If you’re a Chicago police officer, know that your city has repeatedly failed you and doesn’t think you’re capable of doing your job in the manner that people who have no idea what it’s like to be a cop see fit.
Cook County Commissioner Richard Boykin said last Thursday that Chicago is facing a “quiet genocide,” and Boykin is now suggesting that the United Nations (U.N.) send in peacekeepers to deal with the gun violence.
“I’m hoping to appeal to the U.N. to actually come to Chicago and meet with victims of violence, and maybe even possibly help out in terms of peacekeeping efforts,” Boykin said, “because I think it’s so critical for us to make sure that these neighborhoods are safe.”
Those “neighborhoods” that Boykin talked about haven’t been safe since way before I was born in the early 1980s in a Northern Chicago suburb. All of a sudden it’s become a problem? Or is there something else behind Boykin’s call for the U.N. to step in?
Take a look at more of what Boykin said, and judge accordingly:
There is a quiet genocide taking place in too many of our communities. Eighty percent of those who are being killed by gun violence are African American, and often killed at the hands of another African American. So we must protect these population groups, and that’s what the United Nations does. They’re a peacekeeping force. They know all about keeping the peace, and so we’re hopeful that they’ll hear our appeal.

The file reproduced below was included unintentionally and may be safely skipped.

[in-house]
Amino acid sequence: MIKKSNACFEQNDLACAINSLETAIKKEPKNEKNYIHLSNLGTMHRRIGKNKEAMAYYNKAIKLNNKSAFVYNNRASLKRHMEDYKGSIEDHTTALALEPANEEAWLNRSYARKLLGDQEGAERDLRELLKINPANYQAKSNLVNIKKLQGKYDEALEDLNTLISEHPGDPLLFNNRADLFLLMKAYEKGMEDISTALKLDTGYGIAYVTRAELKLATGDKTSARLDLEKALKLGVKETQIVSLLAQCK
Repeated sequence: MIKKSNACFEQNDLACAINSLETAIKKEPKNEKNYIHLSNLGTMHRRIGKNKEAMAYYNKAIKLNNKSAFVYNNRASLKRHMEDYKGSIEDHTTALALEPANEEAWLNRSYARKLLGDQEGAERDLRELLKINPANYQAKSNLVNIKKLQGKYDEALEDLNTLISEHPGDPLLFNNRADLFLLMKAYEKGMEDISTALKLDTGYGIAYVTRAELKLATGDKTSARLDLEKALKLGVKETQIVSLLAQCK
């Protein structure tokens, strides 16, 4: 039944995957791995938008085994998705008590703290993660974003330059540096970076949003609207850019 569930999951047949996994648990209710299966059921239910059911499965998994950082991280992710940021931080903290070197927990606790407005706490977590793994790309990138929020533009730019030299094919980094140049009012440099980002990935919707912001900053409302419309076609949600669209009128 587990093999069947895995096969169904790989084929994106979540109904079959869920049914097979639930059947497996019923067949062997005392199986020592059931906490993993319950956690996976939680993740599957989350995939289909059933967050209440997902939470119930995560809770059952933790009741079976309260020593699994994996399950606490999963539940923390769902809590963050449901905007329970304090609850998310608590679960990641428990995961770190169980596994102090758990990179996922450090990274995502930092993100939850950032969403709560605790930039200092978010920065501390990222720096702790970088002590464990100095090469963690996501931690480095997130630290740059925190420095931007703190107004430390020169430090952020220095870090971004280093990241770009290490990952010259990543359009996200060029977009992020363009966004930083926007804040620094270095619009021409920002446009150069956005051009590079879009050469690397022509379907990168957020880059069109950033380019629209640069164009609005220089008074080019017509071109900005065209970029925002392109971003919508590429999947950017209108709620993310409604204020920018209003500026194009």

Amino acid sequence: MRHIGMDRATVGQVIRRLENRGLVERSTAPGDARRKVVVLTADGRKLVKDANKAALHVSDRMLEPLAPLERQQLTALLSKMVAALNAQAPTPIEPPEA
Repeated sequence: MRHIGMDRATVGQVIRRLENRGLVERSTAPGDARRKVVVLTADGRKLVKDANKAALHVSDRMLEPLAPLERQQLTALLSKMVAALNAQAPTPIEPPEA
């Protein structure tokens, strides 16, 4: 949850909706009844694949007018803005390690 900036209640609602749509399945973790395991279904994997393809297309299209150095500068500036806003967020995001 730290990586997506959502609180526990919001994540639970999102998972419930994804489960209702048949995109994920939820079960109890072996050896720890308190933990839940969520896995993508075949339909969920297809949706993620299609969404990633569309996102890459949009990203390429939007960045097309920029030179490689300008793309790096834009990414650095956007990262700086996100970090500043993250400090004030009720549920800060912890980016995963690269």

“Killed by gun violence?” A gun can only be “violent” if someone uses it. A gun can't kill anyone on its own. Maybe if those in Chicago actually allowed the police force to their jobs without fear of being fired for somehow being racist, maybe the problem would be subdued. The problem will never completely go away — because of human nature — but it can be helped if the powers-that-be in the Windy City quit handcuffing their police officers.
What good will the U.N. Peacekeepers do? Maybe it’s just me, but I’ve never heard of a situation in where the peacekeepers went into an area and fixed the problem.
In fact, the Guardian published an article in 2015 asking the question, “What’s the point of peacekeepers when they don’t keep the peace?” The article lists multiple different countries that the peacekeepers have gone into with net-negative results, including Rwanda, Bosnia, Haiti and Congo.
What would they do that an enabled police force couldn’t do? Bringing in the U.N. in this situation is like the European Union (EU) saying that they’re going to try and fix the problem of violence from refugees in EU countries. It’s all talk.